12 rural municipalities declare state of agricultural disaster due to drought
Because of dry weather conditions there have been reduced crop yields of grain, hay and straw, and pastures have been adversely affected. This file image was taken in Mitchel, Man. (Source: Don Moore)
Published Friday, August 30, 2019 8:18AM CST
Last Updated Friday, August 30, 2019 1:14PM CST
A dozen rural municipalities in Manitoba’s Interlake and Parkland areas declared a state of agricultural disaster on Thursday due to a drought.
The 12 RMs involved include: Alonsa, Armstrong, Bifrost-Riverton, Coldwell, Ethelbert, Fisher, Grahamdale, Lakeshore, McCreary, Ste.Rose, West Interlake and Woodlands.
According to a news release the lack of precipitation this year has caused “considerable damage” to agriculture in these regions. Because of the dry weather conditions there have been reduced crop yields of grain, hay and straw, and pastures have been adversely affected.
“These factors have led to diminished feed resources,” according to the RMs.
“The severity of the feed shortage has been compounded by a depleted inventory of carryover feed in 2018 due to dry conditions last summer and the latest long, cold winter.”
The RMs said livestock producers have been dealing with “extraordinary expenses” to get feed for their livestock, and they’ve also had to drill additional wells to give water to the animals as dugouts have dried up. They note that some producers may even have to sell some of their livestock because of how expensive it is to provide feed.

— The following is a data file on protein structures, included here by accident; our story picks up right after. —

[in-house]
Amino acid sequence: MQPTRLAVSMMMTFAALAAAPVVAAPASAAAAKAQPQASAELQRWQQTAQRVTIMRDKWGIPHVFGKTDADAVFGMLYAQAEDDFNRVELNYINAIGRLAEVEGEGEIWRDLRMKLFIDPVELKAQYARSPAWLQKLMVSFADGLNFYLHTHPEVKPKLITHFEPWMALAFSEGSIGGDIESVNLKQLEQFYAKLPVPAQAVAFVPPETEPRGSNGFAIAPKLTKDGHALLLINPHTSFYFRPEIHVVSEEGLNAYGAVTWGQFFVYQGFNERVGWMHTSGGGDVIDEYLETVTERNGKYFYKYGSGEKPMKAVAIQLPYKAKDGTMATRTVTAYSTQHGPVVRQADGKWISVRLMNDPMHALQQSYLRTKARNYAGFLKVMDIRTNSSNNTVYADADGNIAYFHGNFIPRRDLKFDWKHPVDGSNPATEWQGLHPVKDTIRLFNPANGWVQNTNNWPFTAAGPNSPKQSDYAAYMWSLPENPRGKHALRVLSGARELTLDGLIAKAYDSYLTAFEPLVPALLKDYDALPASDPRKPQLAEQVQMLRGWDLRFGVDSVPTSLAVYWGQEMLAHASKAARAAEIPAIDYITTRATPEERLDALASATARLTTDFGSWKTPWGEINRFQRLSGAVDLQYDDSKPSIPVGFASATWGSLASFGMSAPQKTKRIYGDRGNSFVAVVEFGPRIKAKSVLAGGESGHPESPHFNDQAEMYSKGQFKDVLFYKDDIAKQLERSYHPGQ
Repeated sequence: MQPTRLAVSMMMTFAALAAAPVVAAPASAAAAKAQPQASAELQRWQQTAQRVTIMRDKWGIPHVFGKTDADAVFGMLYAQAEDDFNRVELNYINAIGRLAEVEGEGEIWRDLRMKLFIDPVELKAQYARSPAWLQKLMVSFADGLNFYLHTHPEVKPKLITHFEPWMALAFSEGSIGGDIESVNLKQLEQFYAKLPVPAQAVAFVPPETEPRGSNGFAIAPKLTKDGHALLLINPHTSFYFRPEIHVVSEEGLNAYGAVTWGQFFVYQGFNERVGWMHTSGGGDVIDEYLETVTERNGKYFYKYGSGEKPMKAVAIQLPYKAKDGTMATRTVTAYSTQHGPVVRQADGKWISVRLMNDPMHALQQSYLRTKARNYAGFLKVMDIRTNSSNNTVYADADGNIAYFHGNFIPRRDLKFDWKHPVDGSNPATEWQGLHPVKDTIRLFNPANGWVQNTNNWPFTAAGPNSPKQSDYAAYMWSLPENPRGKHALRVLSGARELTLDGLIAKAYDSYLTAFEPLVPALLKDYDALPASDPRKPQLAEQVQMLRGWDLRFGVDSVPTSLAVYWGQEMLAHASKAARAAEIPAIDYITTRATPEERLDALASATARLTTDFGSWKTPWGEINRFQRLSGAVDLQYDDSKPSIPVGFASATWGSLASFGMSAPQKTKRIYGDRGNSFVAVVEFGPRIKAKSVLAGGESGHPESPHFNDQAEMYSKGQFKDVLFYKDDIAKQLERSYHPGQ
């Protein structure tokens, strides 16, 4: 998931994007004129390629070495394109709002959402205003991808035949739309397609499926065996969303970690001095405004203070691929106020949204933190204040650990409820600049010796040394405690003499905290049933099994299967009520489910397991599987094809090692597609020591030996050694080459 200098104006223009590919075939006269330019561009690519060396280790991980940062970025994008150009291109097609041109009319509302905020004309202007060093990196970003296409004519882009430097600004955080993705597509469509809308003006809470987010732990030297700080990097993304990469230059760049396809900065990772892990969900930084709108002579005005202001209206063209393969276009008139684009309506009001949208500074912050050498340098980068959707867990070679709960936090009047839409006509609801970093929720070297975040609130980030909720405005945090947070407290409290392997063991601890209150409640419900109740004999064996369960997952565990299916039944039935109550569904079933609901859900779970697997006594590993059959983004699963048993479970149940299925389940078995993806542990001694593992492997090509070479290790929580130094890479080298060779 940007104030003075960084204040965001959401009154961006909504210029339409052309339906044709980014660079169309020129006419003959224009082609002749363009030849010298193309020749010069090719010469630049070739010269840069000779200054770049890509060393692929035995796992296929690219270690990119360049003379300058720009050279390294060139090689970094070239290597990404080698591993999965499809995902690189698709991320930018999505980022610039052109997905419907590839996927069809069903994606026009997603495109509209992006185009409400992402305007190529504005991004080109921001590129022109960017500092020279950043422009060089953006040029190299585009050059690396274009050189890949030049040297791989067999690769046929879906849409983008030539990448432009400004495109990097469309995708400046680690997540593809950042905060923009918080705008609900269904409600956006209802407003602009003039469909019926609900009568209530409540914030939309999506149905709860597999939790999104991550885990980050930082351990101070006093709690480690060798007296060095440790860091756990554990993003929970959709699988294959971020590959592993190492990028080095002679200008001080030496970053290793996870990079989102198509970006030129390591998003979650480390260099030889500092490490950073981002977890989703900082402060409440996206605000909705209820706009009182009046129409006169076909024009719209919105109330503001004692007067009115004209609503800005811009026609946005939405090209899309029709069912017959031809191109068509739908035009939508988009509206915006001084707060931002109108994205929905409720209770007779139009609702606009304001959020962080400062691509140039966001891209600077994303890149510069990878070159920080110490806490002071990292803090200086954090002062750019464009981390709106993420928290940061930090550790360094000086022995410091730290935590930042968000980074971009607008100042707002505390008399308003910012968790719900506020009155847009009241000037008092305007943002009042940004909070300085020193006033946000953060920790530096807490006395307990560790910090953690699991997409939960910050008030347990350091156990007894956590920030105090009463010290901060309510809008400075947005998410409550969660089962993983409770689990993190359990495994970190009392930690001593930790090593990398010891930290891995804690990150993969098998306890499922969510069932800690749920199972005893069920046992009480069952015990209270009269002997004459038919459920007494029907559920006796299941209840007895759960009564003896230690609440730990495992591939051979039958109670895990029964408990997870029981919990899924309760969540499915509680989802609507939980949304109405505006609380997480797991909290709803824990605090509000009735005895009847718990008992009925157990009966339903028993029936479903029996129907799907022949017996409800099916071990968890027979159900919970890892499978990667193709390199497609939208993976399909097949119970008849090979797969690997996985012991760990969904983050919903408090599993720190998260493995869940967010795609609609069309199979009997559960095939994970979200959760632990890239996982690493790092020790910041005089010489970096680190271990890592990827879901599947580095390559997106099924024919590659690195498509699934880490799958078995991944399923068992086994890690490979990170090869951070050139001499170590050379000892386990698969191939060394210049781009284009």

The 12 RMs wants the province to begin discussions with the federal government about conducting an assessment of the situation under the AgriRecovery Framework. The municipalities also want consideration of an AgriRecovery program in order to give immediate help for feed and freight, as well as compensation for the additional wells and hauling water to animals.
The RMS also want the province to meet with local producers and other stakeholders to talk about the shortcomings of the business risk management programs and find areas of improvement.
“Farming is a critical component of our local economies and the impact of an agricultural disaster of this magnitude has the potential to negatively affect not only the small towns within our municipalities but the entire provincial economy,” the municipalities said.